People diagnosed with diabetes are definitely aware of all the possible complications and abnormalities related to the drastic change in the blood glucose range. A considerable decrease or increase of blood sugar can result in a diabetic coma, as well as other life-threatening disorders. Those, who lapse into coma remain alive, though they cannot respond to sounds, sights or similar stimulations. If untreated, the condition can be fatal. The outcomes of the disorder are frightening, but the good news is that it can be easily prevented and managed.
Most commonly, a diabetic coma is experienced by people, who suffer from high blood sugar which exceeds 600 mg/dL. The condition is typical for patients with type 2 diabetes, which is not well-managed or controlled. The risk of coma appearance increases with age, presence of chronic illnesses and disabilities.
Symptoms of the Disorder
To prevent fatal outcomes, a patient should be aware of the symptoms of diabetic coma and its possible triggers. First and foremost, it is vital to remember about key reasons for coma development:
- Hypoglycemia symptoms are simply detectable and most commonly include weakness, tiredness, nervousness, anxiety, shakiness, confusion, lightheadedness, nausea, dizziness, excess hunger, abnormal sweating and several others;
- Hyperglycemia is characterized by fatigue, stomach pain, excess thirst, abnormally frequent urination, dry mouth, breathing impairment, vomiting and nausea, increased heartbeat and several other symptoms.
You need to contact your medical specialist in case you have noticed any of these disorders, as these conditions may be the most powerful triggers of a diabetic coma.
Apart from the symptoms typical for high or low blood sugar, you may experience other disorders such as:
- Inability to speak;
- Altered mental state;
- Visual disorders, etc.
Factors That Contribute to Diabetic Coma
Treatment of diabetic coma is rather complicated, while its prevention requires considerably less effort and management. The only thing you need to do is control your blood glucose level in order to prevent possible extremes. According to the medical information, an abnormally high or low blood sugar range can lead to several life-threatening complications, which can result in a diabetic coma:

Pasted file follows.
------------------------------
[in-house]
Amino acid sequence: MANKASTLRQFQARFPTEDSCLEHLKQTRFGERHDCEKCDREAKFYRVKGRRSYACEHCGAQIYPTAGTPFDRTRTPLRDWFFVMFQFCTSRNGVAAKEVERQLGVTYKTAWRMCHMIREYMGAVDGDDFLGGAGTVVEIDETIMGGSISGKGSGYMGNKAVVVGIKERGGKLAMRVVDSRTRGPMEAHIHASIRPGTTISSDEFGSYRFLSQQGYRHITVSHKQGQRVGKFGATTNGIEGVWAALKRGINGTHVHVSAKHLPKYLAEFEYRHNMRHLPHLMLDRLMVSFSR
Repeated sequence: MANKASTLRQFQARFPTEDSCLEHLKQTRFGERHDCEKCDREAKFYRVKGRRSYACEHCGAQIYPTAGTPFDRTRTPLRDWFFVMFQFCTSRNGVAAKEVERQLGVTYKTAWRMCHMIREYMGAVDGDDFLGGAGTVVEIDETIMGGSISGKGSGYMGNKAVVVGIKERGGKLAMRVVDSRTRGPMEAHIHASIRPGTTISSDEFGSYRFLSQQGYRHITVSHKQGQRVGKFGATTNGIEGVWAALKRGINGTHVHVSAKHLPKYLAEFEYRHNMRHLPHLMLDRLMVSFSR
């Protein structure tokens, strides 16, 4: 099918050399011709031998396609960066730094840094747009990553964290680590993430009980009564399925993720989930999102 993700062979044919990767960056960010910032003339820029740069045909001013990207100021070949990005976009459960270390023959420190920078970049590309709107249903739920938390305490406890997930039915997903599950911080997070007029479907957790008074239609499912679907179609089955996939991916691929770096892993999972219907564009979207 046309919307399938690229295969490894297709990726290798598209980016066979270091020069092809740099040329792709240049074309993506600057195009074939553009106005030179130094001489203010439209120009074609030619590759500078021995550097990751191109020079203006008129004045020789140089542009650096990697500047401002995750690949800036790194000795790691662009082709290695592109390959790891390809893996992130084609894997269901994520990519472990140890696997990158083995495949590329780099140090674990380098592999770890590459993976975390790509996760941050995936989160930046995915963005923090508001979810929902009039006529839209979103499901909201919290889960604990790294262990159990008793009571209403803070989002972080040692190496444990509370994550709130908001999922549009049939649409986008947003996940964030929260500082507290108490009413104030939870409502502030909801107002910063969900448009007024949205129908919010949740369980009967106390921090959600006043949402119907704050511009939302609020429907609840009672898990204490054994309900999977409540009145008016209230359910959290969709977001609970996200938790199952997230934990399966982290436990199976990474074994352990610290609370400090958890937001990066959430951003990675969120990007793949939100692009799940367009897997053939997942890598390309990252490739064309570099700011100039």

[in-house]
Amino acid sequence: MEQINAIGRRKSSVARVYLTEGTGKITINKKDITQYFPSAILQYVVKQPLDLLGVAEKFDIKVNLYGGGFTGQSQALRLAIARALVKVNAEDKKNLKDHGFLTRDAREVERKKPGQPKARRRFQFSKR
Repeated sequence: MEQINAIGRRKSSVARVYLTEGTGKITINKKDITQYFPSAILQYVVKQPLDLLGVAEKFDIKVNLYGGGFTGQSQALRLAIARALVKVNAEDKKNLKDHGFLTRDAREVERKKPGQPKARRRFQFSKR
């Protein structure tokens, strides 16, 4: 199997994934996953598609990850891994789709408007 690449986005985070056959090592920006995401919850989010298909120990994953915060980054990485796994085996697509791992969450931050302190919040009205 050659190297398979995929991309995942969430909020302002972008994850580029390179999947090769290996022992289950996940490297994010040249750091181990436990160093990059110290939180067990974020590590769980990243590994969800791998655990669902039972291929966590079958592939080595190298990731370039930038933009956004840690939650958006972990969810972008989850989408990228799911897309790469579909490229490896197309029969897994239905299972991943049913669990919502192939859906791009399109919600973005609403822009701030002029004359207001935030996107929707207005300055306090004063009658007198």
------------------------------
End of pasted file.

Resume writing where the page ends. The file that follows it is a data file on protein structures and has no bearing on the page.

- Diabetic hyperosmolar syndrome is a severe health disorder, which appears if your blood sugar levels reach the point of 600 mg/dL. In such instances, the blood becomes syrupy and thick. Sugar passes to urine, launching the filtering process, which draws an abnormal amount of fluid out of your body. Dehydration, diabetic coma and numerous other life-threatening disorders can develop as a result of the unmanaged disorder.
- Hypoglycemia. It is a well-known fact that the brain requires a definite glucose range for proper functioning. The abnormal amount of insulin or decreased amount of food can trigger unwanted effects.
- Diabetic ketoacidosis. The condition develops in case your muscle cells start starving for energy. The body may break down fat stores, forming toxic acids called ketones. The untreated condition can lead to dangerous health impairments, including diabetic coma.
Additionally, there are several health disorders and abnormalities, which can lead to severe dehydration and result in a diabetic coma:
- Heart attack;
- Blood clots;
- Bleeding ulcers;
- Certain prescription and non-prescription pharmaceuticals;
- Kidney failure;
- Uncontrolled blood glucose.
Preventing the Life-Threatening Abnormality
While the treatment of diabetic coma is close to impossible, it is inevitable to prevent the condition and manage its early symptoms. Minor lifestyle changes can help you eliminate dangerous symptoms, manage the overall health state and prevent any disorders. Follow specific recommendations and set guaranteed control over the symptoms of diabetes:
- Test your blood sugar levels on a regular basis. Contact your medical specialist in case you have noticed any disorders and changes;
- Change your eating plan. There are numerous healthy meals and snacks, which can assist you in controlling the blood glucose;
- Have a plan B for the sick day. Any illness can trigger blood sugar levels rapidly and unexpectedly. Therefore, discuss this issue with your medical specialist striving to be prepared;
- Have fast-acting sugar source with you in case of a drastic glucose drop;
- Avoid drinking alcohol;
- Wear a medical necklace or bracelet.